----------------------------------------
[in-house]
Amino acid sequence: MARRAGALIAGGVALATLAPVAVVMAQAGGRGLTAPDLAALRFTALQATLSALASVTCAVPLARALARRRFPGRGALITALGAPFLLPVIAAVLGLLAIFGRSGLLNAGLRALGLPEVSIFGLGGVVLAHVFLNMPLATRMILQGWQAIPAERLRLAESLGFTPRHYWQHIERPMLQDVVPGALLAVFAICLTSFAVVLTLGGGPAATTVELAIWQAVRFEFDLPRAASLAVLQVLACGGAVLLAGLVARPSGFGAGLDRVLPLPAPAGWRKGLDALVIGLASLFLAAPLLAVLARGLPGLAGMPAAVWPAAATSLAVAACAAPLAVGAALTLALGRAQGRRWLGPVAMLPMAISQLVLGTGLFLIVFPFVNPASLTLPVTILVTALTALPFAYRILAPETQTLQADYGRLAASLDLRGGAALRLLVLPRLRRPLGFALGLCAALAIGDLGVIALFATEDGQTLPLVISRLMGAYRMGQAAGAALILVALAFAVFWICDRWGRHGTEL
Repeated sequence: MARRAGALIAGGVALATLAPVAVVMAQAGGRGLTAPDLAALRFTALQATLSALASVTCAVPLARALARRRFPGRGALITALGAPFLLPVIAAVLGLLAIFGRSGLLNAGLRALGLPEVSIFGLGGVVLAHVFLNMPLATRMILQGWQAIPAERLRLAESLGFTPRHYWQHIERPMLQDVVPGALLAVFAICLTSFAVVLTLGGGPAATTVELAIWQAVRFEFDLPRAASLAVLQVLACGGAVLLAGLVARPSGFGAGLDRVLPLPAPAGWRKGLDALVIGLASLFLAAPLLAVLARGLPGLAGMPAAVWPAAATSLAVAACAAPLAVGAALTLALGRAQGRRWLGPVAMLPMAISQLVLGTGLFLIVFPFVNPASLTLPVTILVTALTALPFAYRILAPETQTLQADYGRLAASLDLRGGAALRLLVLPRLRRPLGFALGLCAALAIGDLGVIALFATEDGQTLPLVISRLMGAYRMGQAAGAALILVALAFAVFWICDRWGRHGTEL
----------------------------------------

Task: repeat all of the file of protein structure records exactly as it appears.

[in-house]
Amino acid sequence: MARRAGALIAGGVALATLAPVAVVMAQAGGRGLTAPDLAALRFTALQATLSALASVTCAVPLARALARRRFPGRGALITALGAPFLLPVIAAVLGLLAIFGRSGLLNAGLRALGLPEVSIFGLGGVVLAHVFLNMPLATRMILQGWQAIPAERLRLAESLGFTPRHYWQHIERPMLQDVVPGALLAVFAICLTSFAVVLTLGGGPAATTVELAIWQAVRFEFDLPRAASLAVLQVLACGGAVLLAGLVARPSGFGAGLDRVLPLPAPAGWRKGLDALVIGLASLFLAAPLLAVLARGLPGLAGMPAAVWPAAATSLAVAACAAPLAVGAALTLALGRAQGRRWLGPVAMLPMAISQLVLGTGLFLIVFPFVNPASLTLPVTILVTALTALPFAYRILAPETQTLQADYGRLAASLDLRGGAALRLLVLPRLRRPLGFALGLCAALAIGDLGVIALFATEDGQTLPLVISRLMGAYRMGQAAGAALILVALAFAVFWICDRWGRHGTEL
Repeated sequence: MARRAGALIAGGVALATLAPVAVVMAQAGGRGLTAPDLAALRFTALQATLSALASVTCAVPLARALARRRFPGRGALITALGAPFLLPVIAAVLGLLAIFGRSGLLNAGLRALGLPEVSIFGLGGVVLAHVFLNMPLATRMILQGWQAIPAERLRLAESLGFTPRHYWQHIERPMLQDVVPGALLAVFAICLTSFAVVLTLGGGPAATTVELAIWQAVRFEFDLPRAASLAVLQVLACGGAVLLAGLVARPSGFGAGLDRVLPLPAPAGWRKGLDALVIGLASLFLAAPLLAVLARGLPGLAGMPAAVWPAAATSLAVAACAAPLAVGAALTLALGRAQGRRWLGPVAMLPMAISQLVLGTGLFLIVFPFVNPASLTLPVTILVTALTALPFAYRILAPETQTLQADYGRLAASLDLRGGAALRLLVLPRLRRPLGFALGLCAALAIGDLGVIALFATEDGQTLPLVISRLMGAYRMGQAAGAALILVALAFAVFWICDRWGRHGTEL